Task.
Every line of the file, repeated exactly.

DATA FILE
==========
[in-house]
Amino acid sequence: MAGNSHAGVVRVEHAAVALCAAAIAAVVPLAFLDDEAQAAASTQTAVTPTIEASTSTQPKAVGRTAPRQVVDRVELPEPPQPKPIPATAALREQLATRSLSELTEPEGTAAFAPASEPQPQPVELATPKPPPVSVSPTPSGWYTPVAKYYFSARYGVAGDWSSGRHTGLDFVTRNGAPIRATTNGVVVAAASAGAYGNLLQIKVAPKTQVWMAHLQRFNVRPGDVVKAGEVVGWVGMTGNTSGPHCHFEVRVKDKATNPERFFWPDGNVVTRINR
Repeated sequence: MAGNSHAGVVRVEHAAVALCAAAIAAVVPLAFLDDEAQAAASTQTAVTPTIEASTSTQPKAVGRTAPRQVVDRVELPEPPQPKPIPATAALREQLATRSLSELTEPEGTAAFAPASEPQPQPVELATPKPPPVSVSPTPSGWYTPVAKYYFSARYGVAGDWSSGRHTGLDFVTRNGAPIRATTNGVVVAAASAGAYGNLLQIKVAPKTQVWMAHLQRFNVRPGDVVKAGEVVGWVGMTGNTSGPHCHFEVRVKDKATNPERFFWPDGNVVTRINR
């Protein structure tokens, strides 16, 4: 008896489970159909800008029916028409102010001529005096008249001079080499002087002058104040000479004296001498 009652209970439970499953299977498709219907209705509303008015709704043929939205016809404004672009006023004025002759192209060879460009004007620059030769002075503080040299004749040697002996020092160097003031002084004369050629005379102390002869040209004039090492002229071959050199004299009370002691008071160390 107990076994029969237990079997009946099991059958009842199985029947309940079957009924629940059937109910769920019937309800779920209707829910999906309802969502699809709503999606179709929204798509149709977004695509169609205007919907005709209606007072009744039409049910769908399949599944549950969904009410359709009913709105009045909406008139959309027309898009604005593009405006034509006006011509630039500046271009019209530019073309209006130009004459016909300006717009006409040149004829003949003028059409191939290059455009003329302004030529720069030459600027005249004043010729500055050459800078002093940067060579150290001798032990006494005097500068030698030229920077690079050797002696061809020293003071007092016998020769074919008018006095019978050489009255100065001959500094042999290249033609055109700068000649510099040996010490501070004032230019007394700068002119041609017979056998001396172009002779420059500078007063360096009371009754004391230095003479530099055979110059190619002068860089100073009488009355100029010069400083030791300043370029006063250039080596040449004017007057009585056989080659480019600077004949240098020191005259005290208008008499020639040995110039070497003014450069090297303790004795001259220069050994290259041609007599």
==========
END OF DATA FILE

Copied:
[in-house]
Amino acid sequence: MAGNSHAGVVRVEHAAVALCAAAIAAVVPLAFLDDEAQAAASTQTAVTPTIEASTSTQPKAVGRTAPRQVVDRVELPEPPQPKPIPATAALREQLATRSLSELTEPEGTAAFAPASEPQPQPVELATPKPPPVSVSPTPSGWYTPVAKYYFSARYGVAGDWSSGRHTGLDFVTRNGAPIRATTNGVVVAAASAGAYGNLLQIKVAPKTQVWMAHLQRFNVRPGDVVKAGEVVGWVGMTGNTSGPHCHFEVRVKDKATNPERFFWPDGNVVTRINR
Repeated sequence: MAGNSHAGVVRVEHAAVALCAAAIAAVVPLAFLDDEAQAAASTQTAVTPTIEASTSTQPKAVGRTAPRQVVDRVELPEPPQPKPIPATAALREQLATRSLSELTEPEGTAAFAPASEPQPQPVELATPKPPPVSVSPTPSGWYTPVAKYYFSARYGVAGDWSSGRHTGLDFVTRNGAPIRATTNGVVVAAASAGAYGNLLQIKVAPKTQVWMAHLQRFNVRPGDVVKAGEVVGWVGMTGNTSGPHCHFEVRVKDKATNPERFFWPDGNVVTRINR
């Protein structure tokens, strides 16, 4: 008896489970159909800008029916028409102010001529005096008249001079080499002087002058104040000479004296001498 009652209970439970499953299977498709219907209705509303008015709704043929939205016809404004672009006023004025002759192209060879460009004007620059030769002075503080040299004749040697002996020092160097003031002084004369050629005379102390002869040209004039090492002229071959050199004299009370002691008071160390 107990076994029969237990079997009946099991059958009842199985029947309940079957009924629940059937109910769920019937309800779920209707829910999906309802969502699809709503999606179709929204798509149709977004695509169609205007919907005709209606007072009744039409049910769908399949599944549950969904009410359709009913709105009045909406008139959309027309898009604005593009405006034509006006011509630039500046271009019209530019073309209006130009004459016909300006717009006409040149004829003949003028059409191939290059455009003329302004030529720069030459600027005249004043010729500055050459800078002093940067060579150290001798032990006494005097500068030698030229920077690079050797002696061809020293003071007092016998020769074919008018006095019978050489009255100065001959500094042999290249033609055109700068000649510099040996010490501070004032230019007394700068002119041609017979056998001396172009002779420059500078007063360096009371009754004391230095003479530099055979110059190619002068860089100073009488009355100029010069400083030791300043370029006063250039080596040449004017007057009585056989080659480019600077004949240098020191005259005290208008008499020639040995110039070497003014450069090297303790004795001259220069050994290259041609007599």